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What to Expect When Charged With DUI in Illinois

As time goes by, laws against driving under the influence are becoming more severe. Lawmakers in Illinois and across the U.S. are pushing for harsher punishments and less leniency. Illinois drivers should know what happens during a DUI traffic stop and the potential penalties they face if convicted of DUI charges.

DUI Traffic Stops

Police need reasonable suspicion to stop a driver to see if the driver is intoxicated. Some valid reasons police would have to stop a vehicle include witnessing a person drive erratically, swerve between traffic lanes or within one lane, speed, slow or stop abruptly, change lanes without signaling or fail to yield or stop when required.

After a police officer pulls a driver over, the officer will look for physical signs that the driver may be intoxicated, such as blood-shot eyes, slurred speech or an odor of alcohol coming from the driver.

If the officer believes that the driver is intoxicated, the officer will ask the driver to complete some field sobriety tests, including:

  • Walking in a straight line heel-to-toe and then turning
  • Reciting the alphabet
  • Following a pen with the eyes
  • Standing on one foot

If the driver cannot perform the tests, the officer will have the driver take a preliminary breath test. If the PBT shows the driver's blood alcohol concentration is higher than 0.08, the officer will arrest the driver. At the police station the police will measure the driver's BAC again with a breath, blood or urine test.

DUI Penalties in Illinois

Those convicted of DUI in Illinois face severe penalties, including:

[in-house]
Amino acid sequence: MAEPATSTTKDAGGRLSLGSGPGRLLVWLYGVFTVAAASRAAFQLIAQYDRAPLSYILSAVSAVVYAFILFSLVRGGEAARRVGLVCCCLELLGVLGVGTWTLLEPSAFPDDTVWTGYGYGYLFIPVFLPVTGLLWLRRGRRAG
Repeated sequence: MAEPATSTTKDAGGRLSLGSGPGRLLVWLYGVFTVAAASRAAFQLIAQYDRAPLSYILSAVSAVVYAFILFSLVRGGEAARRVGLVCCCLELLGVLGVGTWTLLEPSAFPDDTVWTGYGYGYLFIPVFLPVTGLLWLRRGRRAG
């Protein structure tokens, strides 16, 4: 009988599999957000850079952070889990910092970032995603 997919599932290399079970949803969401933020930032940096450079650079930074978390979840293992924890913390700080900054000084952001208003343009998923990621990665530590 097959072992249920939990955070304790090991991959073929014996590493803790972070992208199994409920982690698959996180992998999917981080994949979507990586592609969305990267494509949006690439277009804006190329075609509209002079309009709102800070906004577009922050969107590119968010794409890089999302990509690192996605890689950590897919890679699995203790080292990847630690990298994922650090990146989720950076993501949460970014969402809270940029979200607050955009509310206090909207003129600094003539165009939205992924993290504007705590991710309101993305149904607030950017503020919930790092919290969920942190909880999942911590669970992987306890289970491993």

• First offense: jail time up to one year, a fine up to $2,500 and loss of full driving privileges for at least one year
  • Second offense: a minimum five day jail sentence or 240 hours of community service, a jail sentence up to one year, loss of full driving privileges for at least five years if within 20 years of the first DUI conviction and a fine up to $2,500
  • Third offense: a Class 2 felony conviction on a person's record, a mandatory 18- to 20-month prison sentence with the possibility of up to seven years in prison, loss of full driving privileges for at least 10 years and a fine up to $25,000

Seek Legal Assistance

Those facing DUI charges should not try to face them alone. Hiring an attorney to handle DUI charges can greatly improve the outcome of the case because the attorney will know the issues on which to fight charges.

A lawyer may challenge the police officer's basis for the initial traffic stop or the way that the officer conducted the sobriety tests. A lawyer will also recognize if the police violated the driver's rights by holding the driver too long or not letting the driver speak with an attorney.

An attorney may also cast doubt on the reliability of a Breathalyzer test in a number of ways, such as showing that the officer administered it improperly or the driver had a medical condition that influenced the result.

Illinois authorities take DUI offenses very seriously. They prosecute such cases to the fullest extent possible. If you are facing DUI charges, talk to a skilled DUI defense attorney who can advocate for your rights

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